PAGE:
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S Crateris - HD103154 - HIP57917

S Crateris is a red pulsating star that can be located in the constellation of Crater. The star can not be seen by the naked eye, you need a telescope to see it.

HIP57917 is the reference name for the star in the Hipparcos Star Catalogue. The Id of the star in the Henry Draper catalogue is HD103154.

S Crateris has alternative name(s), S_Crt.

Location of S Crateris

The location of the star in the galaxy is determined by the Right Ascension (R.A.) and Declination (Dec.), these are equivalent to the Longitude and Latitude on the Earth. The Right Ascension is how far expressed in time (hh:mm:ss) the star is along the celestial equator. If the R.A. is positive then its eastwards. The Declination is how far north or south the star is compared to the celestial equator and is expressed in degrees. For S Crateris, the location is 11h 52m 45.10 and -07d35`48.0 .

Proper Motion of S Crateris

All stars like planets orbit round a central spot, in the case of planets, its the central star such as the Sun. In the case of a star, its the galactic centre. The constellations that we see today will be different than they were 50,000 years ago or 50,000 years from now. Proper Motion details the movements of these stars and are measured in milliarcseconds. The star is moving -4.68 ± 0.63 miliarcseconds/year towards the north and -3.37 ± 0.92 miliarcseconds/year east if we saw them in the horizon.

Physical Properties (Colour, Temperature, Radius) of S Crateris

S Crateris has a spectral type of M6e-M7e. This means the star is a red star. The star has a B-V Colour Index of 1.07 which means the star's temperature has been calculated using information from Morgans @ Uni.edu at being 4,824 Kelvin.

S Crateris Radius has been calculated as being 9.46 times bigger than the Sun.The Sun's radius is 695,800km, therefore the star's radius is an estimated 6,585,152.98.km. However with the 2007 release of updated Hipparcos files, the radius is now calculated at being round 15.35. The figure is derived at by using the formula from SDSS and has been known to produce widely incorrect figures.

S Crateris Apparent and Absolute Magnitudes

S Crateris has an apparent magnitude of 9.20 which is how bright we see the star from Earth. Apparent Magnitude is also known as Visual Magnitude. If you used the 1997 Parallax value, you would get an absolute magnitude of 0.75 If you used the 2007 Parallax value, you would get an absolute magnitude of -0.30. Magnitude, whether it be apparent/visual or absolute magnitude is measured by a number, the smaller the number, the brighter the Star is. Our own Sun is the brightest star and therefore has the lowest of all magnitudes, -26.74. A faint star will have a high number.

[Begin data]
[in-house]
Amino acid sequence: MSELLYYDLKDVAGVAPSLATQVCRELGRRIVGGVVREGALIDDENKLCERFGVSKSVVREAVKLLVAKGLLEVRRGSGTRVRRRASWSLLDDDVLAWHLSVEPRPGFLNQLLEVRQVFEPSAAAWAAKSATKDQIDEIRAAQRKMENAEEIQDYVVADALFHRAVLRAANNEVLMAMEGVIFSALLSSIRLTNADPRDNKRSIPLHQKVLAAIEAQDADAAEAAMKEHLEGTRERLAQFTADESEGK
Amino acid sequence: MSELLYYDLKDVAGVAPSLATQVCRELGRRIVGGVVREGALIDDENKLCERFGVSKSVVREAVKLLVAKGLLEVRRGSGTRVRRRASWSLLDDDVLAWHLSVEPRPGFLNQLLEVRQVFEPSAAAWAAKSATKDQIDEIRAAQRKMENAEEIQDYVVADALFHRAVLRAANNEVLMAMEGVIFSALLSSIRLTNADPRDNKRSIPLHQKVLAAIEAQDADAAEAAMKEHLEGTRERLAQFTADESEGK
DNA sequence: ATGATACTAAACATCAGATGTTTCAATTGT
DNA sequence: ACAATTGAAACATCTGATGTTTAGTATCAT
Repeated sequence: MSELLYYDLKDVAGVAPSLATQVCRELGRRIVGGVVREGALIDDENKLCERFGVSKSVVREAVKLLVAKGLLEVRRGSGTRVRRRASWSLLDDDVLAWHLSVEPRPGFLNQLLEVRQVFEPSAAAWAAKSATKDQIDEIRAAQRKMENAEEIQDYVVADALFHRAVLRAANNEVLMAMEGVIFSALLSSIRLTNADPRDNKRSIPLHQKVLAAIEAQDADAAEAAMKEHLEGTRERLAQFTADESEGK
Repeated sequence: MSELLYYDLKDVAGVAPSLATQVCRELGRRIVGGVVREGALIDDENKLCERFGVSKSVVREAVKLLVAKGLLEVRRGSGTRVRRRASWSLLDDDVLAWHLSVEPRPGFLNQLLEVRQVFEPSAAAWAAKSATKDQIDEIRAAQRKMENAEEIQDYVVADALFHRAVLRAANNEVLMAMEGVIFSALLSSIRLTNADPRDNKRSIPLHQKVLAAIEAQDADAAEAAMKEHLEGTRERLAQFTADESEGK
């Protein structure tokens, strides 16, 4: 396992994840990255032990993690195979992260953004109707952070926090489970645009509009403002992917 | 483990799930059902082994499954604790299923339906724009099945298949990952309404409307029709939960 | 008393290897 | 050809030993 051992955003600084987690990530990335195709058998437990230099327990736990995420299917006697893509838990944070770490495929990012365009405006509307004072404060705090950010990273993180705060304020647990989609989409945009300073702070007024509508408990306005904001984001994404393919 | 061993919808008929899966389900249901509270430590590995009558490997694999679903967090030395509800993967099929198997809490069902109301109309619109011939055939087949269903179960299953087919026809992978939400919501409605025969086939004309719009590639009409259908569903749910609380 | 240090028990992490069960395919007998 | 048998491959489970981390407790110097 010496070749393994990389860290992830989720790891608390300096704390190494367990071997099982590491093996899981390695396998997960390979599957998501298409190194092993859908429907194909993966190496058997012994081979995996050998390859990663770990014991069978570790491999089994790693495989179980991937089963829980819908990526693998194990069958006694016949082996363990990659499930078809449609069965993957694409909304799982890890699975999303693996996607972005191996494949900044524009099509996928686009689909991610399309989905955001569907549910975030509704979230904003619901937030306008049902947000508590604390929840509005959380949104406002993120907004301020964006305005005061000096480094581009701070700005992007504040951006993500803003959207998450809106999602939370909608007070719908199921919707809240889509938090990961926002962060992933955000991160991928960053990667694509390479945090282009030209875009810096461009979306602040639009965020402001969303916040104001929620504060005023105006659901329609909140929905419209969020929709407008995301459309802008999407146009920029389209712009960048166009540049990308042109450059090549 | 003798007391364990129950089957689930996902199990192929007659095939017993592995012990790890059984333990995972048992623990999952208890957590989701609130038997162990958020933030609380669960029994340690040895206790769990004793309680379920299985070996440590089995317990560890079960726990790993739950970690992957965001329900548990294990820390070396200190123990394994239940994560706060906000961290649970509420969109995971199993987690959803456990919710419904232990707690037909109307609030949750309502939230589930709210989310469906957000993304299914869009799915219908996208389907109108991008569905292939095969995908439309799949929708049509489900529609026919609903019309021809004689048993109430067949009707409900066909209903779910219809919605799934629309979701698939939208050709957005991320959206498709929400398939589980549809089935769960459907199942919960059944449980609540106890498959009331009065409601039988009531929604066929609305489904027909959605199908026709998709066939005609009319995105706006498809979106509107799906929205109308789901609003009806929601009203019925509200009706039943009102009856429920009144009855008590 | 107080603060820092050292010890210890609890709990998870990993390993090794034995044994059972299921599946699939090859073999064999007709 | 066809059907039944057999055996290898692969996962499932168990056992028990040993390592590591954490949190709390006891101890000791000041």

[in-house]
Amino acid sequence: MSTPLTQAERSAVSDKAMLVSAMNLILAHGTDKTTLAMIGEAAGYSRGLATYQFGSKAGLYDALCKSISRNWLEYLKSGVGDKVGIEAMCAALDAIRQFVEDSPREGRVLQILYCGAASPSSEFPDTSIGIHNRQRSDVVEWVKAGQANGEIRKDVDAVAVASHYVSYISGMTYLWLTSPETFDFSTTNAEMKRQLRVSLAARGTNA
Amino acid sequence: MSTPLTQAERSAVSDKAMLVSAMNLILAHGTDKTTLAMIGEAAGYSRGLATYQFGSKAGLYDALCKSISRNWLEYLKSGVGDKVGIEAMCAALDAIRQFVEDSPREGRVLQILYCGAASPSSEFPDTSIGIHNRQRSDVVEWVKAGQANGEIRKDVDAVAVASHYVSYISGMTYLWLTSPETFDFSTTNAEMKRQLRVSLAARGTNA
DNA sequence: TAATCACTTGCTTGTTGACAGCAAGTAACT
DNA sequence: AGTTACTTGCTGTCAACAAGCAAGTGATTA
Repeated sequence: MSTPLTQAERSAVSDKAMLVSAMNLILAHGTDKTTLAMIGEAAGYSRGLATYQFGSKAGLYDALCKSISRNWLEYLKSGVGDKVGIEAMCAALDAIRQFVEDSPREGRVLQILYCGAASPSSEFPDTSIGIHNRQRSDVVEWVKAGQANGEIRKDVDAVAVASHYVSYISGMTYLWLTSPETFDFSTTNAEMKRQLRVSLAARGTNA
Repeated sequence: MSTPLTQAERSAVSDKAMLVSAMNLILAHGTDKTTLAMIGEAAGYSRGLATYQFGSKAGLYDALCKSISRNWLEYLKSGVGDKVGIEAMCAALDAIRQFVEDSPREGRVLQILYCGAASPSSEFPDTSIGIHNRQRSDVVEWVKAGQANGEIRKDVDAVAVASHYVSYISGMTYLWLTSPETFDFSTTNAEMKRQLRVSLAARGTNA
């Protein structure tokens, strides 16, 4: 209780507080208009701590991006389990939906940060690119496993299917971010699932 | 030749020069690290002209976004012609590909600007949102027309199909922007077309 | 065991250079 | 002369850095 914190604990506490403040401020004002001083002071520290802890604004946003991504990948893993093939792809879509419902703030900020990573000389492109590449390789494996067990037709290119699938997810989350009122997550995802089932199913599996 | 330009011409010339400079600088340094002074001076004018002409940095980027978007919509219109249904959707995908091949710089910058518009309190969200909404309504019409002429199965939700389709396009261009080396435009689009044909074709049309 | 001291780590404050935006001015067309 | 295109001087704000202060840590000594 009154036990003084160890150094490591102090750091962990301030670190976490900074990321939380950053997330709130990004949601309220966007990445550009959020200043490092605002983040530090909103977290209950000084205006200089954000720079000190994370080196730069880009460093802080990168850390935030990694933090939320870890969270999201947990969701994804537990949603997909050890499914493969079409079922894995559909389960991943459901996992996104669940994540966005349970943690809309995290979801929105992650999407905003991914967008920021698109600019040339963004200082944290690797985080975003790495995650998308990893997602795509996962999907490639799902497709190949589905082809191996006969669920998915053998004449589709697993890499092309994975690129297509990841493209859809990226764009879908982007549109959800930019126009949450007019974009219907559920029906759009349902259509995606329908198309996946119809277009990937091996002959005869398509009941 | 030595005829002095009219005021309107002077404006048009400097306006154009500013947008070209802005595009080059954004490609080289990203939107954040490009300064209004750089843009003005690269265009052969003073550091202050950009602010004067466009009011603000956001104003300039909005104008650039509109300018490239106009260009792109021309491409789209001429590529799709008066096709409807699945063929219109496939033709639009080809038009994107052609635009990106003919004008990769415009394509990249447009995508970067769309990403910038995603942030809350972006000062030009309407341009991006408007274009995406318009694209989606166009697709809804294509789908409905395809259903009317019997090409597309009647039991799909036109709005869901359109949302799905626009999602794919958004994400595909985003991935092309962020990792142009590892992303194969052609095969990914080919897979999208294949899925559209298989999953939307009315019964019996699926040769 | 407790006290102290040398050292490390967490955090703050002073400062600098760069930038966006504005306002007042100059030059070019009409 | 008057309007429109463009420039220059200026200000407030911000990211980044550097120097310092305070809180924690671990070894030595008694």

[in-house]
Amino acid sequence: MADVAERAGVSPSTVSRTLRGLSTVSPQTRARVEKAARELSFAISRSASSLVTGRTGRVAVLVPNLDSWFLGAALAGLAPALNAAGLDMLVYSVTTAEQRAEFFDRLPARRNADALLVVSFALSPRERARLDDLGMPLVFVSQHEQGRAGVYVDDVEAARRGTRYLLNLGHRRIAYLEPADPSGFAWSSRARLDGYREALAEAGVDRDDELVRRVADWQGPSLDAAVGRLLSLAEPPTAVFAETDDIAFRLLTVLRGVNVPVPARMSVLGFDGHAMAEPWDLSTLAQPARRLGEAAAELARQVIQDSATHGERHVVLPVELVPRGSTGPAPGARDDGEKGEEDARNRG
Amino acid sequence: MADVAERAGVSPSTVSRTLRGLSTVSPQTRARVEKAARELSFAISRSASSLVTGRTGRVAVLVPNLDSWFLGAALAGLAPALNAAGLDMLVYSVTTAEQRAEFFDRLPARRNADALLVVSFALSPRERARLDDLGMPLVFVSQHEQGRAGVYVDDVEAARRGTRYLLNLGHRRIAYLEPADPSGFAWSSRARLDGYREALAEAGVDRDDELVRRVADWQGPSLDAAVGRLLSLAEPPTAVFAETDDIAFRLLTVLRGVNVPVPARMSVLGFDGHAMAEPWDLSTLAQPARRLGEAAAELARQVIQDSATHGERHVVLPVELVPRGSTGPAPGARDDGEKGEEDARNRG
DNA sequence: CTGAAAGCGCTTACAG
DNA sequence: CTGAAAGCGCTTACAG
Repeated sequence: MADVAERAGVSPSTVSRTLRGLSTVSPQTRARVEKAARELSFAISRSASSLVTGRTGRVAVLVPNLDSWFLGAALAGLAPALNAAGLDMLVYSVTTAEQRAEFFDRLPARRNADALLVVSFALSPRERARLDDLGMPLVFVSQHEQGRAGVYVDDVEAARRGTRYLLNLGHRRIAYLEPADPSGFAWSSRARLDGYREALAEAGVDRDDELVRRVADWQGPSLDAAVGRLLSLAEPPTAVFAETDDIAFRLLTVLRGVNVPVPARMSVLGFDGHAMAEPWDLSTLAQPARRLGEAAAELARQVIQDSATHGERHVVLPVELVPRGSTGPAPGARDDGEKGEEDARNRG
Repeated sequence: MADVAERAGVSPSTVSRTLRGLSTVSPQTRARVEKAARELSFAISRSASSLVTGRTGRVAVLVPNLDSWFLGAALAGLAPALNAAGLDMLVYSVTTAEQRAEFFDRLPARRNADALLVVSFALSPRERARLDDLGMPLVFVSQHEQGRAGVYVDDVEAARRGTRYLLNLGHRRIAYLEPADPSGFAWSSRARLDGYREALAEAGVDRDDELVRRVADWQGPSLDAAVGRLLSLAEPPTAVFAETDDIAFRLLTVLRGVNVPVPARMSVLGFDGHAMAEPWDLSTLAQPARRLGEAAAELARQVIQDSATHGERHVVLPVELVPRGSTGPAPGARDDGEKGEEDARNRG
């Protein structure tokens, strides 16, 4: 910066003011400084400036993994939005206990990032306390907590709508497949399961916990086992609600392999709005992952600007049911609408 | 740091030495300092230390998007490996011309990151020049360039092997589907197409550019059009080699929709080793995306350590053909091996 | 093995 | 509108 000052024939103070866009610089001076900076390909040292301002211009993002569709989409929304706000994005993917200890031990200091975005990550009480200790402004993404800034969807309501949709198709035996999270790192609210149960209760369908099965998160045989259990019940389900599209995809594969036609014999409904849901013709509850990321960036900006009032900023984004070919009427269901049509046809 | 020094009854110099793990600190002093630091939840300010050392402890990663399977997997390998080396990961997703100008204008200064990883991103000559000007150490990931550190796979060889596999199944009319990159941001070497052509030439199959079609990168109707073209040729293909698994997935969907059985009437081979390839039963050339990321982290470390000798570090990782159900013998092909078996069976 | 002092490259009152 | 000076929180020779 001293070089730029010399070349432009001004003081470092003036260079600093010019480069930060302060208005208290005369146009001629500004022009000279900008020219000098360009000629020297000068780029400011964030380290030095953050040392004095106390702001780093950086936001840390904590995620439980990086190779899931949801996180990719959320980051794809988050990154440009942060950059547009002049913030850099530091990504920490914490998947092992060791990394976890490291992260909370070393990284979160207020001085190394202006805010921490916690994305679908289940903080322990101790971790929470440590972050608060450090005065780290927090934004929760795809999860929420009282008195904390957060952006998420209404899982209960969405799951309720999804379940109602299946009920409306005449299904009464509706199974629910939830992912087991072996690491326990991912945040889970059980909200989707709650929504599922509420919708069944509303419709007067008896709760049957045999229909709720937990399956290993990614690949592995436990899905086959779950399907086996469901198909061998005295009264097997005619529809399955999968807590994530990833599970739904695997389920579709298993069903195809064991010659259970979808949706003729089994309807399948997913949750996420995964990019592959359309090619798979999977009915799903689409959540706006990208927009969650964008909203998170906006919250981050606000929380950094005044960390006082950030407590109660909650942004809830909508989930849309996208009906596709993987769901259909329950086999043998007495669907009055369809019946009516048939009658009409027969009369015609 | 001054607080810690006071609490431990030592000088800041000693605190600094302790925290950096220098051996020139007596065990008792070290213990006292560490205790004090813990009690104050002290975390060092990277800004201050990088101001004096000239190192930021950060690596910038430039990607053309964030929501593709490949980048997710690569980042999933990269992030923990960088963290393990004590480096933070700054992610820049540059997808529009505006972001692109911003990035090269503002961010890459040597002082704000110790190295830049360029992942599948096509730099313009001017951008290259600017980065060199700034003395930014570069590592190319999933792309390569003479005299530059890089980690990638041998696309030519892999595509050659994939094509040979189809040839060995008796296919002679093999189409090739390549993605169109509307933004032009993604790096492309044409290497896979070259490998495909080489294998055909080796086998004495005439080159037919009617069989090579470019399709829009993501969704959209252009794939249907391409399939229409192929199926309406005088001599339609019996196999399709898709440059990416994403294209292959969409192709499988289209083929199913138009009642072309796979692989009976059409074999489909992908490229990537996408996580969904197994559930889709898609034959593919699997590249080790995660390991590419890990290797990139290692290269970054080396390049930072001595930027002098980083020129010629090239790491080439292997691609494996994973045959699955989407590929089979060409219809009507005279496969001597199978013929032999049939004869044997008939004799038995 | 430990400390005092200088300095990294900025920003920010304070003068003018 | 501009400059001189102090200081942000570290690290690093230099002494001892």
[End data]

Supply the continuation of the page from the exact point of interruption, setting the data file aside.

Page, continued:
Distance to S Crateris

Using the original Hipparcos data that was released in 1997, the parallax to the star was given as 2.04 which gave the calculated distance to S Crateris as 1598.84 light years away from Earth or 490.20 parsecs. It would take a spaceship travelling at the speed of light, 1598.84 years to get there. We don't have the technology or spaceship that can carry people over that distance yet.

In 2007, Hipparcos data was revised with a new parallax of 1.26 which put S Crateris at a distance of 2588.60 light years or 793.65 parsecs. It should not be taken as though the star is moving closer or further away from us. It is purely that the distance was recalculated.

Variable Type of S Crateris

The star is a pulsating Semiregular late- (M, C, S or Me, Ce, Se) giants with poorly defined periodicity variable type which means that its size changes over time. The Variable Type is usually named after the first star of that type to be spotted. S Crateris brightness ranges from a magnitude of 9.000 to a magnitude of 8.000 over its variable period. The smaller the magnitude, the brighter the star. Its variable/pulsating period lasts for 166.0 days (variability).

Source of Information

The source of the information if it has a Hip I.D. is from Simbad, the Hipparcos data library based at the University at Strasbourg, France. Hipparcos was a E.S.A. satellite operation launched in 1989 for four years. The items in red are values that I've calculated so they could well be wrong. Information regarding Metallicity and/or Mass is from the E.U. Exoplanets. The information was obtained as of 12th Feb 2017.

S Crateris Facts

Alternative Names

Traditional/Proper NameS Crateris
Short NameS Crt
Hipparcos Library I.D.57917
Bonner DurchmusterungBDD-06 3469
Henry Draper Designation103154

Visual Facts

Star Type star
Absolute Magnitude0.75 / -0.30
Visual / Apparent Magnitude9.20
Naked Eye VisibleRequires a 7x50 Binoculars - Ref: Wiki
Right Ascension (R.A.)11h 52m 45.10
Declination (Dec.)-07d35`48.0
Galactic Latitude52.48 degrees
Galactic Longitude278.59 degrees
1997 Distance from Earth2.04 Parallax (milliarcseconds)
 1598.84 Light Years
 490.20 Parsecs
2007 Revised Distance from Earth1.26 Parallax (milliarcseconds)
 2588.60 Light Years
 793.65 Parsecs
Proper Motion Dec.-4.68 ± 0.63 milliarcseconds/year
Proper Motion RA.-3.37 ± 0.92 milliarcseconds/year
B-V Index1.07
Radial Velocity32.00 ± 4.60 km/s
Spectral TypeM6e-M7e
Colour(M) Red

Variable Star Details

Variable Star ClassPulsating
Variable Star TypeSemiregular late- (M, C, S or Me, Ce, Se) giants with poorly defined periodicity
Mean Variability Period in Days166.000
Variable Magnitude Range (Brighter - Dimmer)8.000 - 9.000

Estimated Facts

Calculated Effective Temperature4,824 Kelvin

Sources and Links

SIMBAD SourceLink

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